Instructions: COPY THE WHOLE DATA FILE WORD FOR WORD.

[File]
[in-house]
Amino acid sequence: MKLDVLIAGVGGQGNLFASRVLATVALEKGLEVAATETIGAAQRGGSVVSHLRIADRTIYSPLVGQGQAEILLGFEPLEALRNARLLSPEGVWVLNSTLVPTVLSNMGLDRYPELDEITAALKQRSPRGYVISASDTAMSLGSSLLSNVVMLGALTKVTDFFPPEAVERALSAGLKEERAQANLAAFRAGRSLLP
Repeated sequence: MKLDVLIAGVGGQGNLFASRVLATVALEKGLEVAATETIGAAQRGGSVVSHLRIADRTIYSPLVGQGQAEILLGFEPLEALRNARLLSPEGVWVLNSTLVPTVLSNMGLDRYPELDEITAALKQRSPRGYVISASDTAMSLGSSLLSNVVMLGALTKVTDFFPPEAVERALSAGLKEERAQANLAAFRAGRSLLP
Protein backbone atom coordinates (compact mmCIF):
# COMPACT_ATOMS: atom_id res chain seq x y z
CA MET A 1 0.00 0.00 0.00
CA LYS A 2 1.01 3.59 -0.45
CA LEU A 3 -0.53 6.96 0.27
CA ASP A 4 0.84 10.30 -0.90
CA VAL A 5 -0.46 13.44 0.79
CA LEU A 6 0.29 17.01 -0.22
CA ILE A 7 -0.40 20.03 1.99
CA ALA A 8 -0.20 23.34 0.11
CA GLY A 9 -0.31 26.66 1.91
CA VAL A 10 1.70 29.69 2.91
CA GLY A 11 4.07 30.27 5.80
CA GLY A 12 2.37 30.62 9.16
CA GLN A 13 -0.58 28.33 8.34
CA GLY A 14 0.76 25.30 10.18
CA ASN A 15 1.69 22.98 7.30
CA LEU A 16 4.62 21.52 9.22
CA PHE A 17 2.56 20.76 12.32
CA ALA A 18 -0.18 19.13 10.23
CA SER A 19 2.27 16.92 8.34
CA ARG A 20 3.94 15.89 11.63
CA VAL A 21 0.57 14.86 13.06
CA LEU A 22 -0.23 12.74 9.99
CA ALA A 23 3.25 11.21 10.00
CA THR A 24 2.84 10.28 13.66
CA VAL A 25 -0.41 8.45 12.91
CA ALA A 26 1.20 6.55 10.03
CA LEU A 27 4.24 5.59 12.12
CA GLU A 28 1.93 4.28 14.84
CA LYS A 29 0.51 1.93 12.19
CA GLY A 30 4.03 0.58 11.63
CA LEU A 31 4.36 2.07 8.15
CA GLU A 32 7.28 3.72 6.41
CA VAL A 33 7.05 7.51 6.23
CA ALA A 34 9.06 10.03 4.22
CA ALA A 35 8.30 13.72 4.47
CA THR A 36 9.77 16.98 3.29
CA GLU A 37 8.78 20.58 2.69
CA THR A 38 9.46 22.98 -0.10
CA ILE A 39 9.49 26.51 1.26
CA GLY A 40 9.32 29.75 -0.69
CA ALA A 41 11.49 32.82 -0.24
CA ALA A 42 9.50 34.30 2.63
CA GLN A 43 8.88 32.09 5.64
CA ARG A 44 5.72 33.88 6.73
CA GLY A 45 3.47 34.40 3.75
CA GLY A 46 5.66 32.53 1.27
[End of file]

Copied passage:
[in-house]
Amino acid sequence: MKLDVLIAGVGGQGNLFASRVLATVALEKGLEVAATETIGAAQRGGSVVSHLRIADRTIYSPLVGQGQAEILLGFEPLEALRNARLLSPEGVWVLNSTLVPTVLSNMGLDRYPELDEITAALKQRSPRGYVISASDTAMSLGSSLLSNVVMLGALTKVTDFFPPEAVERALSAGLKEERAQANLAAFRAGRSLLP
Repeated sequence: MKLDVLIAGVGGQGNLFASRVLATVALEKGLEVAATETIGAAQRGGSVVSHLRIADRTIYSPLVGQGQAEILLGFEPLEALRNARLLSPEGVWVLNSTLVPTVLSNMGLDRYPELDEITAALKQRSPRGYVISASDTAMSLGSSLLSNVVMLGALTKVTDFFPPEAVERALSAGLKEERAQANLAAFRAGRSLLP
Protein backbone atom coordinates (compact mmCIF):
# COMPACT_ATOMS: atom_id res chain seq x y z
CA MET A 1 0.00 0.00 0.00
CA LYS A 2 1.01 3.59 -0.45
CA LEU A 3 -0.53 6.96 0.27
CA ASP A 4 0.84 10.30 -0.90
CA VAL A 5 -0.46 13.44 0.79
CA LEU A 6 0.29 17.01 -0.22
CA ILE A 7 -0.40 20.03 1.99
CA ALA A 8 -0.20 23.34 0.11
CA GLY A 9 -0.31 26.66 1.91
CA VAL A 10 1.70 29.69 2.91
CA GLY A 11 4.07 30.27 5.80
CA GLY A 12 2.37 30.62 9.16
CA GLN A 13 -0.58 28.33 8.34
CA GLY A 14 0.76 25.30 10.18
CA ASN A 15 1.69 22.98 7.30
CA LEU A 16 4.62 21.52 9.22
CA PHE A 17 2.56 20.76 12.32
CA ALA A 18 -0.18 19.13 10.23
CA SER A 19 2.27 16.92 8.34
CA ARG A 20 3.94 15.89 11.63
CA VAL A 21 0.57 14.86 13.06
CA LEU A 22 -0.23 12.74 9.99
CA ALA A 23 3.25 11.21 10.00
CA THR A 24 2.84 10.28 13.66
CA VAL A 25 -0.41 8.45 12.91
CA ALA A 26 1.20 6.55 10.03
CA LEU A 27 4.24 5.59 12.12
CA GLU A 28 1.93 4.28 14.84
CA LYS A 29 0.51 1.93 12.19
CA GLY A 30 4.03 0.58 11.63
CA LEU A 31 4.36 2.07 8.15
CA GLU A 32 7.28 3.72 6.41
CA VAL A 33 7.05 7.51 6.23
CA ALA A 34 9.06 10.03 4.22
CA ALA A 35 8.30 13.72 4.47
CA THR A 36 9.77 16.98 3.29
CA GLU A 37 8.78 20.58 2.69
CA THR A 38 9.46 22.98 -0.10
CA ILE A 39 9.49 26.51 1.26
CA GLY A 40 9.32 29.75 -0.69
CA ALA A 41 11.49 32.82 -0.24
CA ALA A 42 9.50 34.30 2.63
CA GLN A 43 8.88 32.09 5.64
CA ARG A 44 5.72 33.88 6.73
CA GLY A 45 3.47 34.40 3.75
CA GLY A 46 5.66 32.53 1.27